I regularly screen for Graham NCAV stocks which are companies that are trading at less than the amount of their current assets less total liabilities. I find this to be a good place to begin hunting for value opportunities, though the hit rate is pretty low since many companies show up on this list for a good reason, such as losing money with no signs of abating (thereby quickly decreasing the apparent NCAV value) or they have large off balance sheet liabilities (making the NCAV only superficial).
Coast Distribution System Inc (CRV), a wholesale supplier of replacement parts and accessories for RV and boat dealers across North America, has been showing up on my screen for more than a year now. When I first looked at the company earlier this year, it had seen two years of large declines in revenue, swung to a loss and then back up to breakeven. The first nine months of this year are looking slightly better with profit up (on cost-cutting measures as well as an increased top line). Things are looking up, so is now a good time to invest? Perhaps not.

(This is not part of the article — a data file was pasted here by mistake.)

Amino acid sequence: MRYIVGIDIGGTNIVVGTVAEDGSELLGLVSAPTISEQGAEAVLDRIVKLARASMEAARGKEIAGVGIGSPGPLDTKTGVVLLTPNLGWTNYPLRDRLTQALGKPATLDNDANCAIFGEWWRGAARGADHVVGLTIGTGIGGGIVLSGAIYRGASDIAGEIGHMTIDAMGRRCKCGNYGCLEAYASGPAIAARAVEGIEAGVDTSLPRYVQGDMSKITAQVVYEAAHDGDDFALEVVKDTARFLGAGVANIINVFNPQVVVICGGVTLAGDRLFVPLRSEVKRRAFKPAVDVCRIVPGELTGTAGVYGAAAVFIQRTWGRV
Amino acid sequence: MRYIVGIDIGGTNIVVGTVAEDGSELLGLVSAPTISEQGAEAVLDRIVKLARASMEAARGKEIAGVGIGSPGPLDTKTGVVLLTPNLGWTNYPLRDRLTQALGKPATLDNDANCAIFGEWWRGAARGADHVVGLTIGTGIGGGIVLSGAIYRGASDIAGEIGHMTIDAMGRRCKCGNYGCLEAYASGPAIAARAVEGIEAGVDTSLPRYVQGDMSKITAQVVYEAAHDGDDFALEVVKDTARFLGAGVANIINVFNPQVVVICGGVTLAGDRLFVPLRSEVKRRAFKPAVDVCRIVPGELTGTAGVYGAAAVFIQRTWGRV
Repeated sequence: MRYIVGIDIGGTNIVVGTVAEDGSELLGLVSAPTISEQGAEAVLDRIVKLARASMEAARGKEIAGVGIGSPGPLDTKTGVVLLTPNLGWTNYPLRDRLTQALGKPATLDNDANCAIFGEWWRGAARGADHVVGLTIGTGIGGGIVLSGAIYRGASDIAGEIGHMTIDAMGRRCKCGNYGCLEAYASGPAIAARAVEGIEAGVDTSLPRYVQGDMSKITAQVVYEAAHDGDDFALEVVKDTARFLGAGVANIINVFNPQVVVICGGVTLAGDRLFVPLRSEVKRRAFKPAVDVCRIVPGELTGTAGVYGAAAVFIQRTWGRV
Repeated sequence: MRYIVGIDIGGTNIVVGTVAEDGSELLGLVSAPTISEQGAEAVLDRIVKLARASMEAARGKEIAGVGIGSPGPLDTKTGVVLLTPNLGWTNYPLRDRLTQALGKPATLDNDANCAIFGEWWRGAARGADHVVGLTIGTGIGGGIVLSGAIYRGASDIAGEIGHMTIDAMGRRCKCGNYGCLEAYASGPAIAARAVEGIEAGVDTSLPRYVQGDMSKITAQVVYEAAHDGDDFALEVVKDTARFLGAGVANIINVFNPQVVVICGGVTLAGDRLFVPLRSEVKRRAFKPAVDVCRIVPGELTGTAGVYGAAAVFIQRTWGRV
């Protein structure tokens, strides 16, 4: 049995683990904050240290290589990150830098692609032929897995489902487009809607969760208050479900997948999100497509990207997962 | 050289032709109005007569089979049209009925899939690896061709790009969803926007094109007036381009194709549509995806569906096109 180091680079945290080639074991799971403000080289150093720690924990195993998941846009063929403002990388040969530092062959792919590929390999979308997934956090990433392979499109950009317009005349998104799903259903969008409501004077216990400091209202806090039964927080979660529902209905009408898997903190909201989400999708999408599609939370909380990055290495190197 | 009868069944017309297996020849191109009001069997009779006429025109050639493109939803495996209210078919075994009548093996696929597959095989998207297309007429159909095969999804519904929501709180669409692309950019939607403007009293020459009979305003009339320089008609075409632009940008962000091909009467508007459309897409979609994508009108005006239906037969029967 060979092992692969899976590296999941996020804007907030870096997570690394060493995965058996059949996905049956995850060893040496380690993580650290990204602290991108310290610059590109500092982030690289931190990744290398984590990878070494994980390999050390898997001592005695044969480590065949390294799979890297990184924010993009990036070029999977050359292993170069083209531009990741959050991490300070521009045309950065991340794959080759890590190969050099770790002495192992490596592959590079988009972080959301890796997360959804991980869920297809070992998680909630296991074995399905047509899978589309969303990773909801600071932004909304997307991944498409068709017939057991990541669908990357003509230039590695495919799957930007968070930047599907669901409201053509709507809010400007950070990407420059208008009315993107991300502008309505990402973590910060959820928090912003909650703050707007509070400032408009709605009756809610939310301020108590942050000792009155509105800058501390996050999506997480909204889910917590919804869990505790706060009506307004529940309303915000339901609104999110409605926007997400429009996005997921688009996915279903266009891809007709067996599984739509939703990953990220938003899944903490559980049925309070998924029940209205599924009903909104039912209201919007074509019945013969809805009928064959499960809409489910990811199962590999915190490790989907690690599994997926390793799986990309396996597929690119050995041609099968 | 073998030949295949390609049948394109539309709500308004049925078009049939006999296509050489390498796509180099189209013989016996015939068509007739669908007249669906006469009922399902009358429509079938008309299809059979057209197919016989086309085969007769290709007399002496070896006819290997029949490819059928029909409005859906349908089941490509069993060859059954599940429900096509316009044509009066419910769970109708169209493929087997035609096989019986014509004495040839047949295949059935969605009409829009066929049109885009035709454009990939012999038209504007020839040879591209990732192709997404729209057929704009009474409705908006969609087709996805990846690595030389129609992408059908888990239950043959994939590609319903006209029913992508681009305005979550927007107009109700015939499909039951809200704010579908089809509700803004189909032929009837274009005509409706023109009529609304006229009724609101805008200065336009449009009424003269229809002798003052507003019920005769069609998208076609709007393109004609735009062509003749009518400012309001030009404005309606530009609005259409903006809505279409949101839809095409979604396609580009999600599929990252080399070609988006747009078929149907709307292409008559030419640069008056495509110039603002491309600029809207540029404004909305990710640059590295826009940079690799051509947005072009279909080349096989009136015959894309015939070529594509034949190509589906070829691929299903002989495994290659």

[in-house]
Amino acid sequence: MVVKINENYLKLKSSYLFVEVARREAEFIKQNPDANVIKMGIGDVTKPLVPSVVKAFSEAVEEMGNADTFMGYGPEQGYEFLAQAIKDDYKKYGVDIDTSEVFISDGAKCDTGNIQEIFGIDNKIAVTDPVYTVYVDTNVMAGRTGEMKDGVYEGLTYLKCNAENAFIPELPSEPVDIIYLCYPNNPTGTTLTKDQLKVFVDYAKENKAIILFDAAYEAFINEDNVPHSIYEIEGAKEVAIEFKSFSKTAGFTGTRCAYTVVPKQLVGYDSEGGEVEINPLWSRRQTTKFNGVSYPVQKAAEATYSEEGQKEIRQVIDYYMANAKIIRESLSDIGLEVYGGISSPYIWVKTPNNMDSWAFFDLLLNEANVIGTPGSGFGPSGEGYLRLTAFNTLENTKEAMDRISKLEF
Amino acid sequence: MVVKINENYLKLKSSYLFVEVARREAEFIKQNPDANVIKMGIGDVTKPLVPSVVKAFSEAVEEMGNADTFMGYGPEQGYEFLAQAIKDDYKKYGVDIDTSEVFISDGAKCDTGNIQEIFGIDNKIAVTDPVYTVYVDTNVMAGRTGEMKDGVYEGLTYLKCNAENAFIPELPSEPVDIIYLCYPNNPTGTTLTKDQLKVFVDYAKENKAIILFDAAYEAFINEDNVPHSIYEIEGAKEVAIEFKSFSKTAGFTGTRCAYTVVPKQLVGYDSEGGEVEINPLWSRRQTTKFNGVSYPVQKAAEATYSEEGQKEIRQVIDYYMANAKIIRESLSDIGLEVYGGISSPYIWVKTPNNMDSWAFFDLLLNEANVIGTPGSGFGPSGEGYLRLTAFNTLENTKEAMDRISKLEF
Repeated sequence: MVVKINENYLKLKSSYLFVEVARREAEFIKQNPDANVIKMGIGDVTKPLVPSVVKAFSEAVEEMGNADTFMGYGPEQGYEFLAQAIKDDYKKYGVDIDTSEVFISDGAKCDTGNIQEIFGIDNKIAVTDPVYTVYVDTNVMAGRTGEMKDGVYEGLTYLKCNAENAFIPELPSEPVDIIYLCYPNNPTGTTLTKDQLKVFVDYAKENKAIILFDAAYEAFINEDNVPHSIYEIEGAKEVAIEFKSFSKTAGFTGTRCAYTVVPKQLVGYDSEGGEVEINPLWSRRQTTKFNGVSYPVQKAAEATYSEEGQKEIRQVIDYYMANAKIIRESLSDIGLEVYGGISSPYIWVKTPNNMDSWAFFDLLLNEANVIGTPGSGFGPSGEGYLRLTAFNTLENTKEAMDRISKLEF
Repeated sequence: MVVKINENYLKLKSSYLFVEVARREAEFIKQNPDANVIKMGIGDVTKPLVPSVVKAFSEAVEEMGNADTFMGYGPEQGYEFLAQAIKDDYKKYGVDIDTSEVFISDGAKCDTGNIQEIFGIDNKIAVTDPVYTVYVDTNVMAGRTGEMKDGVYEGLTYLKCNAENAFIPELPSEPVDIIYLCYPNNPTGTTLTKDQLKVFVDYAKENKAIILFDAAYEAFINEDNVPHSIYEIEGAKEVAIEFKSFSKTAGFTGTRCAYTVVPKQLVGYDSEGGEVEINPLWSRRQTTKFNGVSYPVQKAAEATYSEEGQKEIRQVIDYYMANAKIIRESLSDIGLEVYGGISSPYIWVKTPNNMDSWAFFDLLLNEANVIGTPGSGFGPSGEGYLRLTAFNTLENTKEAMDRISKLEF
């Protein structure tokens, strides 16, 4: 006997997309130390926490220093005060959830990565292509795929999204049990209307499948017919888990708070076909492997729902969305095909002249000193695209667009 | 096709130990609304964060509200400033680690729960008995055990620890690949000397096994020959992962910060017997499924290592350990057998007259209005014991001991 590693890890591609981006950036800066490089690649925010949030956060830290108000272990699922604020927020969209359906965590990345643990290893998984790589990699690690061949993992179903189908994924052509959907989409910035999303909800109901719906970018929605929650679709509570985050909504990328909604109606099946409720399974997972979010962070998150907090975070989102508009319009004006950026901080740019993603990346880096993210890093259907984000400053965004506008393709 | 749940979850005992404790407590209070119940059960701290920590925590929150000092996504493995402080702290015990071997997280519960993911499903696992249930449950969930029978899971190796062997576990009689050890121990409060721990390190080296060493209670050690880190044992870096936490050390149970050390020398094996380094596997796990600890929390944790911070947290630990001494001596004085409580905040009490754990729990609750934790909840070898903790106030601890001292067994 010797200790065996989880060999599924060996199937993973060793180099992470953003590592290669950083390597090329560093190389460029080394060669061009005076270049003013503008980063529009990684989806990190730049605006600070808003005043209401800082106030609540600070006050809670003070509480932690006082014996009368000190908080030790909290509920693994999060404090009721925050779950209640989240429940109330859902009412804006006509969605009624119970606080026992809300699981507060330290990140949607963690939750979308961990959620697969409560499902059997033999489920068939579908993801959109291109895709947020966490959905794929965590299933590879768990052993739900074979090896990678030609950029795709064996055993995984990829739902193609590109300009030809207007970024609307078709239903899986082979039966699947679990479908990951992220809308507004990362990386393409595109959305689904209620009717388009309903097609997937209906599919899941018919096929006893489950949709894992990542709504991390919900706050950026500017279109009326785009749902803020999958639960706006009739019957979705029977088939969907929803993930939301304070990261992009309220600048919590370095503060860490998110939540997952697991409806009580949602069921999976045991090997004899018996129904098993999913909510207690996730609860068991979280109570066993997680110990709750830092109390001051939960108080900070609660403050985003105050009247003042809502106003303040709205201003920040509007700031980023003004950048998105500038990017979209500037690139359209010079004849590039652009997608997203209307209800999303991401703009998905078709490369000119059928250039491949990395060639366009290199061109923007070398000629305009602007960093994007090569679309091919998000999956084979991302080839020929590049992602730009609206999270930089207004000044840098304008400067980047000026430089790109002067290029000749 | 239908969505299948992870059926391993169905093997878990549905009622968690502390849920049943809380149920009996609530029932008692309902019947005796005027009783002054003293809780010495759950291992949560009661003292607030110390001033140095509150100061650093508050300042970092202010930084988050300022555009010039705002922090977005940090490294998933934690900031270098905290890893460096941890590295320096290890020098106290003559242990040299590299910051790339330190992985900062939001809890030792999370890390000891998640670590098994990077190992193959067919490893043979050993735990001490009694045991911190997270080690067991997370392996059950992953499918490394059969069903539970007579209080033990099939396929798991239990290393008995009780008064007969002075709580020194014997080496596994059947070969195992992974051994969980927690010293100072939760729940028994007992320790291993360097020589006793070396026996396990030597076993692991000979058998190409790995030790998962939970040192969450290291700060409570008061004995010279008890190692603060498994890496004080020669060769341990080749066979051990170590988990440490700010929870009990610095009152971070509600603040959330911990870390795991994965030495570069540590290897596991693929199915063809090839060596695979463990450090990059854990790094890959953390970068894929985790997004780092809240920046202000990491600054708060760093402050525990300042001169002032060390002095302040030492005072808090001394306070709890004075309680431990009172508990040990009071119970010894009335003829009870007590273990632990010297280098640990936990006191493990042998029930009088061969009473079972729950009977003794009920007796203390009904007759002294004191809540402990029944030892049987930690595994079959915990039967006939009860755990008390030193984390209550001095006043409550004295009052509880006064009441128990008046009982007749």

CRV’s Executive Chairman and holder of 11.2% of its outstanding stock, Thomas McGuire, recently filed a 10b5-1 Share Trading Plan with the SEC announcing his intention to sell up to 100,000 shares over the next two years. This represents a decrease of nearly 20% of Mr. McGuire’s current holdings, so it should raise a flag as to the reasoning for such a large transaction. In the press release issued by the company, Mr. McGuire states that this move is intended to increase the diversification of his portfolio and that he maintains his confidence in the company. Sounds like a reasonable explanation, but if you take him at his word (the market apparently does not, sending the shares down 15% since the announcement on higher than average volume) you still have to consider the effect the sale will have on the company’s share price.
According to Google Finance, CRV has an average daily volume of just 878 shares. With an average of 252 trading days in a year, this works out to 221,256 shares trading hands. Mr. McGuire’s 100,000 shares being sold represents 45% of this amount, so you can bet it will have a negative impact on the share price.
As a value investor, we recognize that we invest in companies rather than shares so does this have an effect on the company? Likely not (perhaps if the company planned to issue shares in the next two years, and will suddenly have a lower “currency” to do this with), so how does this impact our decisions? Knowing that the odds are that the shares will decline further, we can wait for an even better deal!
Author Disclosure: At publication, the author DOES NOT hold securities of any company mentioned in this article.